Anonymous said...

Dear Nanditha,

I feel I need to have very fresh , flavour ,smeel coffee .By your method hope it takes 8 hrs .Is any other method to have coffee by 15 minutes - filter coffee not BRU / NESCAFE

r.Lakshmipathi

Bangalore

krithika said...

Dear Nanditha,
I have another tip to add more taste to filter coffee for pepole who would like the foam in the coffee,before adding milk swish the decoction this will not let the coffee become cold.

Rick Green said...

Saravanaa Bhavan is now in Vancouver. I tasted some filter coffee there a couple of days ago -- quite nice. However, it wasn't proper metre coffee, which is a shame because the ritual positively adds to the dining experience.

One thing I wanted to bring to people's attention is that coffee is highly perishable once it has been roasted. Therefore, if you want fresh coffee (which will not be bitter), you should find a local roaster to supply you with freshly-roasted beans. Don't buy more than a week's supply and don't buy pre-packaged coffee if you can help it. Grind the beans right before using. Fortunately, we can get freshly-roasted Monsooned Malabar in Vancouver too.

Percolating/boiling coffee will create an over-steeped decoction that basically ruins the coffee. You will have to use more sugar to disguise it. Better to filter or steep it.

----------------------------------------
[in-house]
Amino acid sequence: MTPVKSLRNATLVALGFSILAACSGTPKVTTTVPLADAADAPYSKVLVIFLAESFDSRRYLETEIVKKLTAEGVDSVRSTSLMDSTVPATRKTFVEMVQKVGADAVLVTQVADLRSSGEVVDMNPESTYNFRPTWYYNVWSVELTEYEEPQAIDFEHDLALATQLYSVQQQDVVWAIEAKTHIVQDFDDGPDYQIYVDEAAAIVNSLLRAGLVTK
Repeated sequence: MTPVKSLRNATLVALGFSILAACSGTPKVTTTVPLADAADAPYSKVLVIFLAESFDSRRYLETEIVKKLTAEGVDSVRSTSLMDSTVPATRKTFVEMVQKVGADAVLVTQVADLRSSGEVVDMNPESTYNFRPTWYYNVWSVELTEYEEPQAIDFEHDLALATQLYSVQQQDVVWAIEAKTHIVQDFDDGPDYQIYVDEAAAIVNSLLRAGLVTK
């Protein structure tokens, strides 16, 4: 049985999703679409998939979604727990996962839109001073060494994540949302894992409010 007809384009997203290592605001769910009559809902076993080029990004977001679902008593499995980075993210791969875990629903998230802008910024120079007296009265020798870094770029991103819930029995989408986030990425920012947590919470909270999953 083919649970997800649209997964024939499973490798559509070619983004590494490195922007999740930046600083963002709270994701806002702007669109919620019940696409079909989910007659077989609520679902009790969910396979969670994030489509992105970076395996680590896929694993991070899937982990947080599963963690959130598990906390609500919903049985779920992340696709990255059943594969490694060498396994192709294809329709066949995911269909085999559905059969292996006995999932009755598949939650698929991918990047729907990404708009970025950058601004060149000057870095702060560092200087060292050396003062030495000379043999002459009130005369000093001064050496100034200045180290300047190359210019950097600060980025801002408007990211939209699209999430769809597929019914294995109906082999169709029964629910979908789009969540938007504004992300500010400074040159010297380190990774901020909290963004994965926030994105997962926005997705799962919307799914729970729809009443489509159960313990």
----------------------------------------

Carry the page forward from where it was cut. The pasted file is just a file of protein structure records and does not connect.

Buddha's Retreat said...

Thanks for the detailed instructions. I tried them out just now, and things happened exactly as described. However, I still didn't get the exact coffee flavour that I get in the coffee served by Saravana Bhavan or Aryaa's here in Dubai.

I think it could be because I used skimmed milk instead of full-cream milk or maybe because I used pure fine coffee powder without any chicory.

Let me know if any of the above 2 factors could have changed the taste!

Tou and David said...

Saffron Coffee! Saffron Espresso Caffe! Oh, sooooo good!

Arif said...

This was posted in 2006, but still going strong. Thank you very much for the detailed instructions. Will go looking for my Percolater soon.

Uma said...

Hi
You didn't specify the water quantity for making the coffee.I would like to try this out.

mahesh said...

the taste is great..........
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Josh said...